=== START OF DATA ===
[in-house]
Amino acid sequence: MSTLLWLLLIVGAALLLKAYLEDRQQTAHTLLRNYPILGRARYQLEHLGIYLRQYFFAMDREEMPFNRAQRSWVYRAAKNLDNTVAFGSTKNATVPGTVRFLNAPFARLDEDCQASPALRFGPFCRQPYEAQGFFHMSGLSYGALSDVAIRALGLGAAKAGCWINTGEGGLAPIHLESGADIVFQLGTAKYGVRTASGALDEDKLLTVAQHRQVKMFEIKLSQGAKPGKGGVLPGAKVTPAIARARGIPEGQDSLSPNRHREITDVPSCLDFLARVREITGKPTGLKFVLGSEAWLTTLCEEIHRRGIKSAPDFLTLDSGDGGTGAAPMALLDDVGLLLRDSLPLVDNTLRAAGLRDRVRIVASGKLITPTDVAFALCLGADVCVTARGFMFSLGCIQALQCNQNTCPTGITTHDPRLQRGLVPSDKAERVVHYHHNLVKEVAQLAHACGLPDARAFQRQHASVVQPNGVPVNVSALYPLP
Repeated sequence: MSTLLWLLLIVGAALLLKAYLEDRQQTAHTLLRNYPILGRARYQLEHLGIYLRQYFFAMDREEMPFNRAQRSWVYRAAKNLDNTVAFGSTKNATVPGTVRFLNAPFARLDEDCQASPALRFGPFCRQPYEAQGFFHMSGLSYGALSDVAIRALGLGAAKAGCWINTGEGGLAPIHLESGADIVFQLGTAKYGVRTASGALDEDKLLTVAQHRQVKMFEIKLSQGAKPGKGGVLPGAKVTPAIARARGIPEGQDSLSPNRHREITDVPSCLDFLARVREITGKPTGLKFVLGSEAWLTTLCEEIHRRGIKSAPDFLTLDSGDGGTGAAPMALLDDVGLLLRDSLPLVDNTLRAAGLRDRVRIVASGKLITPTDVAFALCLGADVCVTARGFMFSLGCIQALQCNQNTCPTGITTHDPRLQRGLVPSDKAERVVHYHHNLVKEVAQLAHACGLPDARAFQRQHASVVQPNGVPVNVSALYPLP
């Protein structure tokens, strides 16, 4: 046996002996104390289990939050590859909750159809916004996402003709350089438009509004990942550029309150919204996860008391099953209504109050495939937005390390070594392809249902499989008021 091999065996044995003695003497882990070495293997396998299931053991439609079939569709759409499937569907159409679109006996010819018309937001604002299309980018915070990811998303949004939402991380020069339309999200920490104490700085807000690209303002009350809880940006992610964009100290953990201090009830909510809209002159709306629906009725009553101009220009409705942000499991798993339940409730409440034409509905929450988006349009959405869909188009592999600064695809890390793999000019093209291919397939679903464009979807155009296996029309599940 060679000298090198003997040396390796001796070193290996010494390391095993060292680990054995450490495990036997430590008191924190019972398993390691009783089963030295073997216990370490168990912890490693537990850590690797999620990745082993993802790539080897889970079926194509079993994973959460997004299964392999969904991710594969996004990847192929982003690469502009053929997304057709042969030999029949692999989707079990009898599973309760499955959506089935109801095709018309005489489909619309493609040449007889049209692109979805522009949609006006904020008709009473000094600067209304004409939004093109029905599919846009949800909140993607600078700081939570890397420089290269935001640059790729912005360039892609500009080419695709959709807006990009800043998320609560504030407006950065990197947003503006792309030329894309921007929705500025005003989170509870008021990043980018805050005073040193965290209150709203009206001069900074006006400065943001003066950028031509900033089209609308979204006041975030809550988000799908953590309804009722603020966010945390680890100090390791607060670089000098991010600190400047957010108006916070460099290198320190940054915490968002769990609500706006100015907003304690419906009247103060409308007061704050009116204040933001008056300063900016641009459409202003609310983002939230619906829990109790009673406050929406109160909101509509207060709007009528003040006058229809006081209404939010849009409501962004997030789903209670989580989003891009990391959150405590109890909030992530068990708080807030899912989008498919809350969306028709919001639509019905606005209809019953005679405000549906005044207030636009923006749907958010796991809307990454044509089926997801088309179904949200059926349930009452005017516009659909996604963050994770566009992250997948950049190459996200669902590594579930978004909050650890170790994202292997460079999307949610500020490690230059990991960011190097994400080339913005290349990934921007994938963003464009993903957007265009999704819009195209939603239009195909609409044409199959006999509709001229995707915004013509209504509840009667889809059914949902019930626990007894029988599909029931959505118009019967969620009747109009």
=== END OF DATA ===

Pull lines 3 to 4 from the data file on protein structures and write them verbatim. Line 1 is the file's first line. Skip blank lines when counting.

Repeated sequence: MSTLLWLLLIVGAALLLKAYLEDRQQTAHTLLRNYPILGRARYQLEHLGIYLRQYFFAMDREEMPFNRAQRSWVYRAAKNLDNTVAFGSTKNATVPGTVRFLNAPFARLDEDCQASPALRFGPFCRQPYEAQGFFHMSGLSYGALSDVAIRALGLGAAKAGCWINTGEGGLAPIHLESGADIVFQLGTAKYGVRTASGALDEDKLLTVAQHRQVKMFEIKLSQGAKPGKGGVLPGAKVTPAIARARGIPEGQDSLSPNRHREITDVPSCLDFLARVREITGKPTGLKFVLGSEAWLTTLCEEIHRRGIKSAPDFLTLDSGDGGTGAAPMALLDDVGLLLRDSLPLVDNTLRAAGLRDRVRIVASGKLITPTDVAFALCLGADVCVTARGFMFSLGCIQALQCNQNTCPTGITTHDPRLQRGLVPSDKAERVVHYHHNLVKEVAQLAHACGLPDARAFQRQHASVVQPNGVPVNVSALYPLP
């Protein structure tokens, strides 16, 4: 046996002996104390289990939050590859909750159809916004996402003709350089438009509004990942550029309150919204996860008391099953209504109050495939937005390390070594392809249902499989008021 091999065996044995003695003497882990070495293997396998299931053991439609079939569709759409499937569907159409679109006996010819018309937001604002299309980018915070990811998303949004939402991380020069339309999200920490104490700085807000690209303002009350809880940006992610964009100290953990201090009830909510809209002159709306629906009725009553101009220009409705942000499991798993339940409730409440034409509905929450988006349009959405869909188009592999600064695809890390793999000019093209291919397939679903464009979807155009296996029309599940 060679000298090198003997040396390796001796070193290996010494390391095993060292680990054995450490495990036997430590008191924190019972398993390691009783089963030295073997216990370490168990912890490693537990850590690797999620990745082993993802790539080897889970079926194509079993994973959460997004299964392999969904991710594969996004990847192929982003690469502009053929997304057709042969030999029949692999989707079990009898599973309760499955959506089935109801095709018309005489489909619309493609040449007889049209692109979805522009949609006006904020008709009473000094600067209304004409939004093109029905599919846009949800909140993607600078700081939570890397420089290269935001640059790729912005360039892609500009080419695709959709807006990009800043998320609560504030407006950065990197947003503006792309030329894309921007929705500025005003989170509870008021990043980018805050005073040193965290209150709203009206001069900074006006400065943001003066950028031509900033089209609308979204006041975030809550988000799908953590309804009722603020966010945390680890100090390791607060670089000098991010600190400047957010108006916070460099290198320190940054915490968002769990609500706006100015907003304690419906009247103060409308007061704050009116204040933001008056300063900016641009459409202003609310983002939230619906829990109790009673406050929406109160909101509509207060709007009528003040006058229809006081209404939010849009409501962004997030789903209670989580989003891009990391959150405590109890909030992530068990708080807030899912989008498919809350969306028709919001639509019905606005209809019953005679405000549906005044207030636009923006749907958010796991809307990454044509089926997801088309179904949200059926349930009452005017516009659909996604963050994770566009992250997948950049190459996200669902590594579930978004909050650890170790994202292997460079999307949610500020490690230059990991960011190097994400080339913005290349990934921007994938963003464009993903957007265009999704819009195209939603239009195909609409044409199959006999509709001229995707915004013509209504509840009667889809059914949902019930626990007894029988599909029931959505118009019967969620009747109009």